It was pretty much hit after hit for Sony.  Even though the volume of newly announced titles was low, there was still enough information about anticipated titles to keep things fresh.  They “officially” announced the adorable PSP Go! for a questionable $249.  They showed off some hot Assassin’s Creed 2 footage.  There was the delicious, and hilarious bombshell that was Metal Gear: Peace Walker for the PSP, the first English dubbed trailer for Final Fantasy XIII, and the surprise reveal of Final Fantasy XIV Online (which there’s already an official website up for at http://na.finalfantasyxiv.com).  Sony seems to have a good grasp on what the people want: games.

The most interesting part of the conference, though, was invariably Sony’s answer to the motion control equation.  Their dry speakers may have made us cringe, but the device arguably proved itself well.

Essentially both a motion wand and camera, the demo showed off a surprisingly high level of fidelity.  It was also paired with a decent physics engine for all the examples, which made seeing the possibilities much easier.  They moved from smacking small objects around a room (there was even a bit of altered reality play in there, with a video of the player overlaid with a tennis racket,) to an FPS style gun demonstration with the players movements tracking the direction of the gun, and then onto sword and shield demonstrations with the avatar’s sword faithfully following the players arm as he poked and slashed a ragdoll skeleton.  While the presentation was fairly unpolished, the device itself looking more like a cheap drugstore vibrating massager than a game controller, the end result was awesome, and really shows that Sony’s motion control already has many strong gameplay possibilities.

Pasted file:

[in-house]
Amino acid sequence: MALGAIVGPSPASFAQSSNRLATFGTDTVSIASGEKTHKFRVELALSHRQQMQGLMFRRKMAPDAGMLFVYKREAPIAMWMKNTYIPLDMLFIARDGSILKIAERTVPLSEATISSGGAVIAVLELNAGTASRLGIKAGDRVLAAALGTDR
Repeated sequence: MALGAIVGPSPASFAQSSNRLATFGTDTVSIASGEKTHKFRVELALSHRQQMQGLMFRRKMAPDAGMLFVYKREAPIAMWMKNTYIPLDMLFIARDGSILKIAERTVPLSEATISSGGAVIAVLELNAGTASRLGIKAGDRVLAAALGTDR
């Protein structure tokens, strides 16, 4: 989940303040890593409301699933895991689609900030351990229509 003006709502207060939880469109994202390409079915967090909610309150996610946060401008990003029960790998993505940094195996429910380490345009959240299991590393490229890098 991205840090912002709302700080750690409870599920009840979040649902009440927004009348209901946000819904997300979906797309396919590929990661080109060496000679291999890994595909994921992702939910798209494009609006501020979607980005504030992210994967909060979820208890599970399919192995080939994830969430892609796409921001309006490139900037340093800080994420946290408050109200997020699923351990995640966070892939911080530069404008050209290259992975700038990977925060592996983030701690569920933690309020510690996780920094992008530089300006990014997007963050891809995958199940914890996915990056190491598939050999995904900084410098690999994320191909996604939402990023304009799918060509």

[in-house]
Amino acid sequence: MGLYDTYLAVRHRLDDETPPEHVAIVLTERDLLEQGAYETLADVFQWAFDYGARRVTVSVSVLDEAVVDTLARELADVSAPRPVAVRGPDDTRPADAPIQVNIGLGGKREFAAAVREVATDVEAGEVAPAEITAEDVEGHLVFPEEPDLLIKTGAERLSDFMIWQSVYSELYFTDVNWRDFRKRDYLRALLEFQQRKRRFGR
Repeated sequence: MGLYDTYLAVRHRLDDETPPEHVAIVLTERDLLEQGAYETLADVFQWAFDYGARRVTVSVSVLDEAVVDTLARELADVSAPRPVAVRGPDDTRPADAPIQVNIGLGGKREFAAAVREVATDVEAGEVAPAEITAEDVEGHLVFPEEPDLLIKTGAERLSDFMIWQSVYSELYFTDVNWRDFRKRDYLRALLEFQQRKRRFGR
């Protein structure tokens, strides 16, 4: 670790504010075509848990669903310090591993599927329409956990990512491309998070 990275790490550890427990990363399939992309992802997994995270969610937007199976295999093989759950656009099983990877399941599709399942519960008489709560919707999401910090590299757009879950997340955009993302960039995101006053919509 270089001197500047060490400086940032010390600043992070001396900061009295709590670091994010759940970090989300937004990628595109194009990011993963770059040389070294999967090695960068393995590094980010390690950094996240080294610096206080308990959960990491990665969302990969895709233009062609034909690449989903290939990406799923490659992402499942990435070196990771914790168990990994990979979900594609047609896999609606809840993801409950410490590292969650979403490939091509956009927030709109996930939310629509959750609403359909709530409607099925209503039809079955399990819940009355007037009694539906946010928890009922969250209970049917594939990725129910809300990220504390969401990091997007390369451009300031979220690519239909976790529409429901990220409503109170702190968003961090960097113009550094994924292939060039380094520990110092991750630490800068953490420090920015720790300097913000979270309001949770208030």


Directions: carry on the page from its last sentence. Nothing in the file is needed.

Oh!  Also last but far (far!) from least was the announcement of the PS3 title Mod Nation Racers, which I think is best summed up via my at-the-moment reactions and just watching the linked video.

Sony announces: A decent looking cart racing game.  I’m curious.

Featuring online play and highly flexible character editing inspired by the mod-toy scene vinyl figures that independent artists love to paint and decorate.  That’s pretty freakin’ cool.  The characters even look like those little figures you may have seen at comic stores.

Including the ability to edit cars as well.  Gettin’ warmer.

Then to top it off they demo’d an incredibly easy-to-use track editor that also looked fairly powerful and will allow you to share your tracks with friends.  Boiling lava hot. We’re talking Hot Pocket hot here, folks.

So all in all, Sony did an awesome job of jazzing everyone up, and Nintendo announced some things to be happy about.  A “winner”?  The idea of “winning” is a bit silly, but I’d make the case that Sony had both the strongest new tech and the most big game announcements.

In any case, here’s to more good announcements in the days to come!